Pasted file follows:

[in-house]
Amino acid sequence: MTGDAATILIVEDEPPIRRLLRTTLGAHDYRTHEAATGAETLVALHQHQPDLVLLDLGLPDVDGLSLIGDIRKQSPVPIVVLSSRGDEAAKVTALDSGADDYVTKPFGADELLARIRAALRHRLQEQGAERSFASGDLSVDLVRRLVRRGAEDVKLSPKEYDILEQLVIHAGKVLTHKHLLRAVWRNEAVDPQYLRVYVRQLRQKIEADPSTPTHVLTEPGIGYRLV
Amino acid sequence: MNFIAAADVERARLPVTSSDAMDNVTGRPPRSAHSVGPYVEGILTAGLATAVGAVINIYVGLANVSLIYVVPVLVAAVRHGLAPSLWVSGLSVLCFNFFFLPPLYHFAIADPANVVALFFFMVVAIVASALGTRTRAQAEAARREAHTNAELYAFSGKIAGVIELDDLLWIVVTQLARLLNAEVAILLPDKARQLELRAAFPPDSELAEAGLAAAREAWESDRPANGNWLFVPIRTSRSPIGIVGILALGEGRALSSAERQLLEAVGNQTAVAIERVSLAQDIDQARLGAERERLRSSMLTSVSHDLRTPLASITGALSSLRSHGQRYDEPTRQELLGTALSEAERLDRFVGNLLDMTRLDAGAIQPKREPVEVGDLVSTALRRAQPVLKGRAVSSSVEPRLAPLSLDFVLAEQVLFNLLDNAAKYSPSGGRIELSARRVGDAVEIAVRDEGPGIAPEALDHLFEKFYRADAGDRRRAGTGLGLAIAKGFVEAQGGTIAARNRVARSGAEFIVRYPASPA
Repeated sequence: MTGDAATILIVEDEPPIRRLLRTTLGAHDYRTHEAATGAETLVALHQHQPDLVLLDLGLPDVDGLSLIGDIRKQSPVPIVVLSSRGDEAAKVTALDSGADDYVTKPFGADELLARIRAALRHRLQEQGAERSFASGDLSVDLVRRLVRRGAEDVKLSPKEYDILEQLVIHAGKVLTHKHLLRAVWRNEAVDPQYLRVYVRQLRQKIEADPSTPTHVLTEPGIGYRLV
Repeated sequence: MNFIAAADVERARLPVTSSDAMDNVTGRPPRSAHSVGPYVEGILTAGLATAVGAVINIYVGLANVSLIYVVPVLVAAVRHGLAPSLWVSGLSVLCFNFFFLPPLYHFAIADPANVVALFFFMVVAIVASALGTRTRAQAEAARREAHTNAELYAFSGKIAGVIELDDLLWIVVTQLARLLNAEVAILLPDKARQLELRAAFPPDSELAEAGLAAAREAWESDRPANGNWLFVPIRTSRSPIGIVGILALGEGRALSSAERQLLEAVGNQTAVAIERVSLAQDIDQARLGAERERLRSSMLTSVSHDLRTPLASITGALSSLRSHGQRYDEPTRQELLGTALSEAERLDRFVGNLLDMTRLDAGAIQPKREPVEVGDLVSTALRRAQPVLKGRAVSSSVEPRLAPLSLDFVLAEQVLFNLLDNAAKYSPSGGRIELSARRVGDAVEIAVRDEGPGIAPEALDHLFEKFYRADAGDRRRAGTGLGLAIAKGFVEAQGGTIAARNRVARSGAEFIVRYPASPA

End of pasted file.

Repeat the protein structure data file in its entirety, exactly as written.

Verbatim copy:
[in-house]
Amino acid sequence: MTGDAATILIVEDEPPIRRLLRTTLGAHDYRTHEAATGAETLVALHQHQPDLVLLDLGLPDVDGLSLIGDIRKQSPVPIVVLSSRGDEAAKVTALDSGADDYVTKPFGADELLARIRAALRHRLQEQGAERSFASGDLSVDLVRRLVRRGAEDVKLSPKEYDILEQLVIHAGKVLTHKHLLRAVWRNEAVDPQYLRVYVRQLRQKIEADPSTPTHVLTEPGIGYRLV
Amino acid sequence: MNFIAAADVERARLPVTSSDAMDNVTGRPPRSAHSVGPYVEGILTAGLATAVGAVINIYVGLANVSLIYVVPVLVAAVRHGLAPSLWVSGLSVLCFNFFFLPPLYHFAIADPANVVALFFFMVVAIVASALGTRTRAQAEAARREAHTNAELYAFSGKIAGVIELDDLLWIVVTQLARLLNAEVAILLPDKARQLELRAAFPPDSELAEAGLAAAREAWESDRPANGNWLFVPIRTSRSPIGIVGILALGEGRALSSAERQLLEAVGNQTAVAIERVSLAQDIDQARLGAERERLRSSMLTSVSHDLRTPLASITGALSSLRSHGQRYDEPTRQELLGTALSEAERLDRFVGNLLDMTRLDAGAIQPKREPVEVGDLVSTALRRAQPVLKGRAVSSSVEPRLAPLSLDFVLAEQVLFNLLDNAAKYSPSGGRIELSARRVGDAVEIAVRDEGPGIAPEALDHLFEKFYRADAGDRRRAGTGLGLAIAKGFVEAQGGTIAARNRVARSGAEFIVRYPASPA
Repeated sequence: MTGDAATILIVEDEPPIRRLLRTTLGAHDYRTHEAATGAETLVALHQHQPDLVLLDLGLPDVDGLSLIGDIRKQSPVPIVVLSSRGDEAAKVTALDSGADDYVTKPFGADELLARIRAALRHRLQEQGAERSFASGDLSVDLVRRLVRRGAEDVKLSPKEYDILEQLVIHAGKVLTHKHLLRAVWRNEAVDPQYLRVYVRQLRQKIEADPSTPTHVLTEPGIGYRLV
Repeated sequence: MNFIAAADVERARLPVTSSDAMDNVTGRPPRSAHSVGPYVEGILTAGLATAVGAVINIYVGLANVSLIYVVPVLVAAVRHGLAPSLWVSGLSVLCFNFFFLPPLYHFAIADPANVVALFFFMVVAIVASALGTRTRAQAEAARREAHTNAELYAFSGKIAGVIELDDLLWIVVTQLARLLNAEVAILLPDKARQLELRAAFPPDSELAEAGLAAAREAWESDRPANGNWLFVPIRTSRSPIGIVGILALGEGRALSSAERQLLEAVGNQTAVAIERVSLAQDIDQARLGAERERLRSSMLTSVSHDLRTPLASITGALSSLRSHGQRYDEPTRQELLGTALSEAERLDRFVGNLLDMTRLDAGAIQPKREPVEVGDLVSTALRRAQPVLKGRAVSSSVEPRLAPLSLDFVLAEQVLFNLLDNAAKYSPSGGRIELSARRVGDAVEIAVRDEGPGIAPEALDHLFEKFYRADAGDRRRAGTGLGLAIAKGFVEAQGGTIAARNRVARSGAEFIVRYPASPA